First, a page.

Rules For Sharing This Café With Me, A Writer

Jennifer S. Brown
Nov 11, 2019 · 3 min read
Photo by Startup Stock Photos from Pexels

Whoa there, buddy! Were you just going to pull up that chair and sit down? We need to have a little chat first.

I am a writer. But I don’t need to tell you that since it’s clear from the sticker on my laptop with the meaningful Neil Gaiman quote. I can tell you’re not a writer because you smell like you’ve showered within the past week. You’ve chosen to sit at this table, which — as is obvious by the sea of pajama pants and the single cups of drip coffee slowly being nursed over the course of five hours — is intended for writers. Despite my many pleas to management and that one harassment charge, I am apparently legally required to allow you to sit here. We can make this work as long as you abide by my rules.

Do not encroach. This is my space. I am entitled to this area in which I have spread out my computer, my notebook, my pen collection, my phone, my newspaper, my six books of research, a copy of Terry Eagleton’s Literary Theory that I’ve never actually read but keep on hand so people will know I’m a serious writer, and my lucky troll doll. You are entitled to those three inches on the corner, over the leg of the table that makes it impossible for you to pull your chair in all the way.

There is acceptable noise — the soothing patter of fingers on keyboards, the soft hum of the espresso machine, the gentle laughter of the people on the other side of the room — and unacceptable noise, which is everything you are doing. Stop chewing that scone so loudly. If you must eat at this café, then break off a piece of your bakery product, place it in your mouth, and let it soundlessly dissolve until you are capable of swallowing it.

No meetings. The café may have designated this a “community table,” but everyone understands that that means a “community of writers.” You may not sit with your friends. You may not have a phone conversation. You may not say hi to your neighbor who just walked in. Drink your coffee. Then get out.

While it may appear to your simpleton, non-writerly eyes that I’ve checked Facebook three times to hate-read about my friend’s six-figure book deal; posted twice on Twitter about you, the non-writer at my café table; and played a few rounds of Candy Crush, I’m mentally plotting my next novel. Silence is still required.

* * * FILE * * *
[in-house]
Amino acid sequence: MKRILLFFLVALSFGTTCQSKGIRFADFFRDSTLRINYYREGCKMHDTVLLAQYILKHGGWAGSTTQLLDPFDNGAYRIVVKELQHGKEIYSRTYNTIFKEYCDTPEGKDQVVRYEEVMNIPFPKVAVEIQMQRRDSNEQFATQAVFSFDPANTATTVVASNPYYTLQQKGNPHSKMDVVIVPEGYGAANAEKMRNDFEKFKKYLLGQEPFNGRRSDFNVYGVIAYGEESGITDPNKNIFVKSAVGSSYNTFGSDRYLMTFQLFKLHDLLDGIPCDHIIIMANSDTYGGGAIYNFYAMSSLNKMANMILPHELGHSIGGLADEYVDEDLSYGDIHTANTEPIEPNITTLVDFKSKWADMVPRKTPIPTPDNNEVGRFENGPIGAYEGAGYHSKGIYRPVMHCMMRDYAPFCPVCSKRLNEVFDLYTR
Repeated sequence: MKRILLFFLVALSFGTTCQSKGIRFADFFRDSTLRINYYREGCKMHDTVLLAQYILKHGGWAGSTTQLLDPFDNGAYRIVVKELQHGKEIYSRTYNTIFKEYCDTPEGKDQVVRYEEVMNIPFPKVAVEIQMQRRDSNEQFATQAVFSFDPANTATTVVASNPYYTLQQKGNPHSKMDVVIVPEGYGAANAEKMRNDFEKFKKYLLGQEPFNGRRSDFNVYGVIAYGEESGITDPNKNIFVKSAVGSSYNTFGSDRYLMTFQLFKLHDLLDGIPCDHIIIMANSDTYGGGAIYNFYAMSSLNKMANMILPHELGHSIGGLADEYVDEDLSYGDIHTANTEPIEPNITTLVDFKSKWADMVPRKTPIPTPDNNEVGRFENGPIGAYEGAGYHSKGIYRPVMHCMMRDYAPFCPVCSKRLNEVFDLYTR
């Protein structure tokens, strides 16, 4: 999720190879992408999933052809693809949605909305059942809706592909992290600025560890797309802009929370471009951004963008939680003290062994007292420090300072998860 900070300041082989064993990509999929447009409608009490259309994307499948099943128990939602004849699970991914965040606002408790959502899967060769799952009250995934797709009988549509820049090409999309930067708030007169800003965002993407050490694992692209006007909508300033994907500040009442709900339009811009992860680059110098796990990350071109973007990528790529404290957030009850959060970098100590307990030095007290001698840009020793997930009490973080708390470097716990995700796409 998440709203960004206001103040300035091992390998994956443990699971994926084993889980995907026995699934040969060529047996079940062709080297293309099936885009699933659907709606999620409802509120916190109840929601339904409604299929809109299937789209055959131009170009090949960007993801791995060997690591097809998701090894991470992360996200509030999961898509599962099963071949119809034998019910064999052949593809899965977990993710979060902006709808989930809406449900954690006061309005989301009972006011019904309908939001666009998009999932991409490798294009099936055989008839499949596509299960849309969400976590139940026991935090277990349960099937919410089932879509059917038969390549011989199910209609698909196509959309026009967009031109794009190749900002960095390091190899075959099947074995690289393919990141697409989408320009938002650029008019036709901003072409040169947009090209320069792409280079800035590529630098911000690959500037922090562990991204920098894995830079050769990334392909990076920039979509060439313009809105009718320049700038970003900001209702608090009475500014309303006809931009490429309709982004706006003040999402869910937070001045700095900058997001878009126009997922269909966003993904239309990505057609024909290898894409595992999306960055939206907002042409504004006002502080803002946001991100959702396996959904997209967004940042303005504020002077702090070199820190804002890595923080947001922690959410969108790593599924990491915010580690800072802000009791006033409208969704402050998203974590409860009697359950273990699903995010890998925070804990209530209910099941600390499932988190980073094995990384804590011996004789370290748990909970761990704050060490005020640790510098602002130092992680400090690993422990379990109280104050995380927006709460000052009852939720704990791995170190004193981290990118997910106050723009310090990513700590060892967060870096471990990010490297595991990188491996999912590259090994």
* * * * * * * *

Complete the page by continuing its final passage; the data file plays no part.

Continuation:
Your child is adorable. Adorable is distracting. Remove your child from the premises.

No complaining that my power cord stretches over the table, across your lap, and into the only outlet in this part of the room. You needed the light from the lamp that had been plugged into that outlet? The exposed wire from my fraying cord is burning a hole in your jeans? My cord is barricading you into your seat and you’ve needed to use the bathroom for the past three hours? I don’t care. Deal with it.

Do you not understand? This one $2 cup of coffee that will last me the entire day entitles me to absolute silence. I can hear you breathing. Stop it. Now.

I am staring into space because my mind works so quickly and creatively that I must gaze off as I process my thoughts. It only looks as if I’m staring at the ass of the hot barista as he wipes down the next table. You clearly don’t understand the writing process.

Yes, I am speaking with the man across the table but he is another writer. While it may sound like we’re gossiping about the parent who came to the elementary school PTO meeting with his emotional support rat, that parent could very possibly turn into a character who may or may not appear in a future novel, so it’s research, and therefore relevant and permissible. Your conversation about the same man is merely noise.

For chrissakes, for the last time, shut your — Wait, did you just say your brother-in-law’s third cousin is a literary agent? Please. I’ll move my lucky troll doll. Come sit by me. Breathe all you like.

But you, with the perfectly coiffed hair, the ironed shirt, and the PowerPoint presentation on your computer screen? Shut the fuck up.


Medium humor. Large laughs.

Jennifer S. Brown

Written by

I write, drink bourbon, and sometimes pay attention to my kids. Writer of fiction (novel MODERN GIRLS), essays, and satire.



Medium humor. Large laughs.

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